The state Department of Public Health has confirmed the first case of a nasty mosquito-borne virus in Alabama.
Deputy director for medical affairs, Thomas Miller, says a Huntsville woman got chikungunya (chik-in-GUHN'-yuh) while traveling in Haiti. He says she was beyond the transmission stage when she returned to Alabama.
University of Alabama Birmingham Hospital officials say another patient has tested positive for a bacteria that can lead to a type of pneumonia.
UAB Hospital officials said Thursday that a ninth patient tested positive for legionella bacteria. The Jefferson County Department of Health has also said a hospital visitor tested positive for the bacteria.
Two of the eight patients who initially tested positive for legionella later died. Their causes of death are unclear.
Alabama health officials investigating a cluster of respiratory illnesses say the total has increased to 10, but they are closing the investigation.
State Health Officer Don Williamson said Thursday the cases are unrelated and all have reasonable explanations. He said health officials took extraordinary caution because of two new viruses - one in China and another in the Middle East. But they found no evidence of new or unexpected viruses or bacteria in the cluster of cases in southeast Alabama.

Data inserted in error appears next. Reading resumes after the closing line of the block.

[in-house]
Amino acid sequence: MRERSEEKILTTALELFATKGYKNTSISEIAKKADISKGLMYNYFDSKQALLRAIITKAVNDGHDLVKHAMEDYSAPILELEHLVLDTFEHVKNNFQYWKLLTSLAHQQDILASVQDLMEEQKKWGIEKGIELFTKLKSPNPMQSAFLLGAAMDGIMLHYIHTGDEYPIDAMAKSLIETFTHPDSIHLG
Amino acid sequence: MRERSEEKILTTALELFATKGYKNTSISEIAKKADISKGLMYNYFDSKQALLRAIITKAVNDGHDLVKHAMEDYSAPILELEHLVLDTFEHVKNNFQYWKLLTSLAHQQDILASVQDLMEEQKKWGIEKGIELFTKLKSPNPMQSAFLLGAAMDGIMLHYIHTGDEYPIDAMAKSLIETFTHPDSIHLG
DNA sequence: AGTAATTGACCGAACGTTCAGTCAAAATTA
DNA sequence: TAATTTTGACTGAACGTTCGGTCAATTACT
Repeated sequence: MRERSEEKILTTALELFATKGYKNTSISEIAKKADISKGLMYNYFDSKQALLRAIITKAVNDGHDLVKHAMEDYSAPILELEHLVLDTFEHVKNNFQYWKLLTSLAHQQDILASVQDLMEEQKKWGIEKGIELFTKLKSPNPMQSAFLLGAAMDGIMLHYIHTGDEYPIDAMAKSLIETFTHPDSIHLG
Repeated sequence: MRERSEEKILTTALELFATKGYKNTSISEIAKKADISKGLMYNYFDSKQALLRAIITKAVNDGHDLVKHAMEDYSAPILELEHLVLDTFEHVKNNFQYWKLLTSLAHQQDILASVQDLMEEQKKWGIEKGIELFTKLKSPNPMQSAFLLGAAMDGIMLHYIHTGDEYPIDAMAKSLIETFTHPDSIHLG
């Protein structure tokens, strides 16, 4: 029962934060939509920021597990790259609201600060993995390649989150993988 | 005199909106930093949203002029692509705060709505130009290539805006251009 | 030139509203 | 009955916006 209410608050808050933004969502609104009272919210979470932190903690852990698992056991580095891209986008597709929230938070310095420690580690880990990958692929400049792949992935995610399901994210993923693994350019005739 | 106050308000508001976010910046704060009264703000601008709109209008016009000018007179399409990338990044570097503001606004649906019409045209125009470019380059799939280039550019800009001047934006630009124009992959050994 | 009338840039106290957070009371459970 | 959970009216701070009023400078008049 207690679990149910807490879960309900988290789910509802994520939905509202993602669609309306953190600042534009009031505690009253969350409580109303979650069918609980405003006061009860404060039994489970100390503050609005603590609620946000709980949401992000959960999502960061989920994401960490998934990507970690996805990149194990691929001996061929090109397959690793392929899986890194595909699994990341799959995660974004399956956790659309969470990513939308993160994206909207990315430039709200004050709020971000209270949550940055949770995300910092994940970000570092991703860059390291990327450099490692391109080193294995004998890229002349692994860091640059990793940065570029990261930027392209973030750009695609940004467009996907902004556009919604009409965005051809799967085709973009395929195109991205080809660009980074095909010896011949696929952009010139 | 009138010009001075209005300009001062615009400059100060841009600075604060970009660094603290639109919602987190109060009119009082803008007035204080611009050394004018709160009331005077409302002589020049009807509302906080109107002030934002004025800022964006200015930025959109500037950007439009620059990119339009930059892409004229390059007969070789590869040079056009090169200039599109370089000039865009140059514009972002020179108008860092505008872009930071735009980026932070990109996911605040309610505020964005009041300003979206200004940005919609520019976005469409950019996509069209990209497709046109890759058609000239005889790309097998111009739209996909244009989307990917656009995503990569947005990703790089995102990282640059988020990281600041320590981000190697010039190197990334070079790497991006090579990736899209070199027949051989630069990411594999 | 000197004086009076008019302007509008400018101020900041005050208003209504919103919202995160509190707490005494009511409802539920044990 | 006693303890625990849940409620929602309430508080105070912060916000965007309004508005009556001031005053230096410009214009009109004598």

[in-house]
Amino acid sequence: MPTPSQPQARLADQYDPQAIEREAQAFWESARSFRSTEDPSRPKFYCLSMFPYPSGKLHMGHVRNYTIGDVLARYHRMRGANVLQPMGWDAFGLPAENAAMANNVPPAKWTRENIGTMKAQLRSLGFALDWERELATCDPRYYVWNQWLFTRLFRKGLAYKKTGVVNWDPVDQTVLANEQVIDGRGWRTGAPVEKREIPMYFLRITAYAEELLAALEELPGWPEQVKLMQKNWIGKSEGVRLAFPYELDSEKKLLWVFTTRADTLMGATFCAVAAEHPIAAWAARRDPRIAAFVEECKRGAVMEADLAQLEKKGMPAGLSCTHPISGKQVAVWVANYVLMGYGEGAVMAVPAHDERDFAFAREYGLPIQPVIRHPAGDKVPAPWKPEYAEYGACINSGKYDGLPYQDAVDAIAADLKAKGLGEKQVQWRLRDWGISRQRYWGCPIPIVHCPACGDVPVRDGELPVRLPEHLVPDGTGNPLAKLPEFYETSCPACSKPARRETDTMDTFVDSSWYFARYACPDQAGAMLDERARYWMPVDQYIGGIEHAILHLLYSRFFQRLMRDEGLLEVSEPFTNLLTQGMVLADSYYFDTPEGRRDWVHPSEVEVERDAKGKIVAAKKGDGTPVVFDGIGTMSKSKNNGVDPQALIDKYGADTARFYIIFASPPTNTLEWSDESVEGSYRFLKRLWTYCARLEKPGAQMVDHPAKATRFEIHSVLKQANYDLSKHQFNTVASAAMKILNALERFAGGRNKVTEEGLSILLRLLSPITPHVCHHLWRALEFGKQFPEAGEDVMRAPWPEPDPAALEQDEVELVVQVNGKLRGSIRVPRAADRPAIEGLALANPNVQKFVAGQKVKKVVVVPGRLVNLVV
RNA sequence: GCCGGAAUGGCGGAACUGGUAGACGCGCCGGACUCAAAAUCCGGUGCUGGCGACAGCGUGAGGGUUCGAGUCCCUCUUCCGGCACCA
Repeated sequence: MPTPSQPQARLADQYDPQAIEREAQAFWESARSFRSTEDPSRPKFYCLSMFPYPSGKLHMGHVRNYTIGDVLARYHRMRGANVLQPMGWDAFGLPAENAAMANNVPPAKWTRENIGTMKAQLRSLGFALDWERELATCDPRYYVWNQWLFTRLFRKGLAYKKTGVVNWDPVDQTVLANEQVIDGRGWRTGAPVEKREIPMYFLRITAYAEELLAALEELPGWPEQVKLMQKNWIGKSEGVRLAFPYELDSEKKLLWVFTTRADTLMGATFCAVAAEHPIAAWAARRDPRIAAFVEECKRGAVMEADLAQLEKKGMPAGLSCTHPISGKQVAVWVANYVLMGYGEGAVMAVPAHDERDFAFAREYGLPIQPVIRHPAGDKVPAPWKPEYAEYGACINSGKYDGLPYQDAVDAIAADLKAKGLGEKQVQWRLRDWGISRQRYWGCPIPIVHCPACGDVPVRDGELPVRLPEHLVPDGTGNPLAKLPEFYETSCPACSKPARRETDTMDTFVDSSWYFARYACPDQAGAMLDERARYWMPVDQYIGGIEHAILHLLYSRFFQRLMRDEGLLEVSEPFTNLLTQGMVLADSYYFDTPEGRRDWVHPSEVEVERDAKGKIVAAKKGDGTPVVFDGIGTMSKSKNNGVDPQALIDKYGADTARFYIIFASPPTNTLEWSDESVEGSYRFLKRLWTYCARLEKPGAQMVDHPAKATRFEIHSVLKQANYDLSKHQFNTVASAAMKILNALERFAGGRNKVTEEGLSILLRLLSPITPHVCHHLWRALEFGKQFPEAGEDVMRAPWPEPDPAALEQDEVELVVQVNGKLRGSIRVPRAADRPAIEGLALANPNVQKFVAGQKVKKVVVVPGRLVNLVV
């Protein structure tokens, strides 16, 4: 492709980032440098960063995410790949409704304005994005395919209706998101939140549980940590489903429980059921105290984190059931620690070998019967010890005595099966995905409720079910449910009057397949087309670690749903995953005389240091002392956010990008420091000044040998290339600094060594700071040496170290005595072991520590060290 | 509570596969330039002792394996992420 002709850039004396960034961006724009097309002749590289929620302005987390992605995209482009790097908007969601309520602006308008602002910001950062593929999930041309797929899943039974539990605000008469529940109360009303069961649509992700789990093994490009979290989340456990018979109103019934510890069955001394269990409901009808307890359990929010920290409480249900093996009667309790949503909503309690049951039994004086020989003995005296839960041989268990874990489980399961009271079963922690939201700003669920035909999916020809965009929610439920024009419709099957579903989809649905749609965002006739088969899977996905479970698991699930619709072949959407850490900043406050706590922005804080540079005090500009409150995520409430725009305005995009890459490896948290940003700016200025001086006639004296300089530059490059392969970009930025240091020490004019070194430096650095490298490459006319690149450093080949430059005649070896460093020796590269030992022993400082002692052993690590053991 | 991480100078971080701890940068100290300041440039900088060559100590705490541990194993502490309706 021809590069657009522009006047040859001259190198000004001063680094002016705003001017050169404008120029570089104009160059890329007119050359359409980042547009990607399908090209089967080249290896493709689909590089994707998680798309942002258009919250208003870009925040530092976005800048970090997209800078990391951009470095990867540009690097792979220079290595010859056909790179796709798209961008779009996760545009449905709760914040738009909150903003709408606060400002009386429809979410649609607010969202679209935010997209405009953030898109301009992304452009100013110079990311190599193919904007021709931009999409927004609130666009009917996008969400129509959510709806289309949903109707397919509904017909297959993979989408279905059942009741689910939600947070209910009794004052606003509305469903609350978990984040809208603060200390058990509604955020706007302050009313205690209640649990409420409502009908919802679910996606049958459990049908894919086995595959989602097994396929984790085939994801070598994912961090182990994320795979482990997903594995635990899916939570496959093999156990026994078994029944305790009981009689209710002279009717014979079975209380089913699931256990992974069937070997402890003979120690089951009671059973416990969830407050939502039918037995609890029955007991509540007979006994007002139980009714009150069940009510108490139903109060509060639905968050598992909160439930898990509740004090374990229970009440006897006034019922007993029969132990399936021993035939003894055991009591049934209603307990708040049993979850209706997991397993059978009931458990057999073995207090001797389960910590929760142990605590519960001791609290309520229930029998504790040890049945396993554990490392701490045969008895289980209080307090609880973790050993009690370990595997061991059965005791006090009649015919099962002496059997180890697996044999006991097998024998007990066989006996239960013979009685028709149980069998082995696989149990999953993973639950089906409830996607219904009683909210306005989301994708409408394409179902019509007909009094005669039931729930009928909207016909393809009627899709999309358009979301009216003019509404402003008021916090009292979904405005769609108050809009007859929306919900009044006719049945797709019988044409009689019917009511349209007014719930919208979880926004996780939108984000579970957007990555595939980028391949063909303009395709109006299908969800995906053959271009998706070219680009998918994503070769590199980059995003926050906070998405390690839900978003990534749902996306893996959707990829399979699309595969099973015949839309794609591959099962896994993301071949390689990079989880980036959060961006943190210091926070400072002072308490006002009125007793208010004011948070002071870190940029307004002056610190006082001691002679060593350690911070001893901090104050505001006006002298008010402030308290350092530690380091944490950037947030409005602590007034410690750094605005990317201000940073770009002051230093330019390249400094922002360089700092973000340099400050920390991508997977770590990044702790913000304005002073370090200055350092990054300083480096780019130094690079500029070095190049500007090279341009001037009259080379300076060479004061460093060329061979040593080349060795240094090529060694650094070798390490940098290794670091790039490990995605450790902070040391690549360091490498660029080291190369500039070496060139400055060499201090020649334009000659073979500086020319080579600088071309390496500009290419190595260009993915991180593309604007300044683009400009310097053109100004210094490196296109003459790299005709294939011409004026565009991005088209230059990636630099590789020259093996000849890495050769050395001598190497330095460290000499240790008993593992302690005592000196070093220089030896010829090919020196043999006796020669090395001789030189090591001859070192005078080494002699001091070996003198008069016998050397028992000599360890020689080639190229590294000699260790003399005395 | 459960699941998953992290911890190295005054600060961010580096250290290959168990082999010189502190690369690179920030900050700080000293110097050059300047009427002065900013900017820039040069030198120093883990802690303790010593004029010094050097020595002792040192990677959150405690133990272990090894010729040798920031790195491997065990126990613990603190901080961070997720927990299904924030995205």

State health officials say a mysterious respiratory illness has left five people hospitalized and two dead in southeast Alabama.
In a statement, Alabama Department of Public Health spokeswoman Mary McIntyre says seven people have been admitted to hospitals with a fever, cough and shortness of breath. Two of the seven have died and McIntyre says the department and the Centers for Disease Control Respiratory Laboratory are analyzing lab tests from all seven.
Health officials say flu season is off to its earliest start in nearly 10 years — and it could be a bad one.
The primary strain circulating is one that tends to cause more severe illness, especially in the elderly.
But officials with the Centers for Disease Control and Prevention said the nation seems to be fairly well prepared. More than a third of Americans have been vaccinated, and the vaccine is well matched to the strains of flu so far.
A new study says Alabama is the nation's fourth-fattest state.
The report released Monday by the Centers for Disease Control and Prevention says 32 percent of Alabama's adults are obese. That's slightly better than the obesity rates in Mississippi, Louisiana and West Virginia.
The state obesity rate for 2011 is a little less than the number from 2010, but the CDC says the two numbers can't be compared because it changed statistical methods. So it's hard to gauge whether there's been any real improvement in fighting obesity.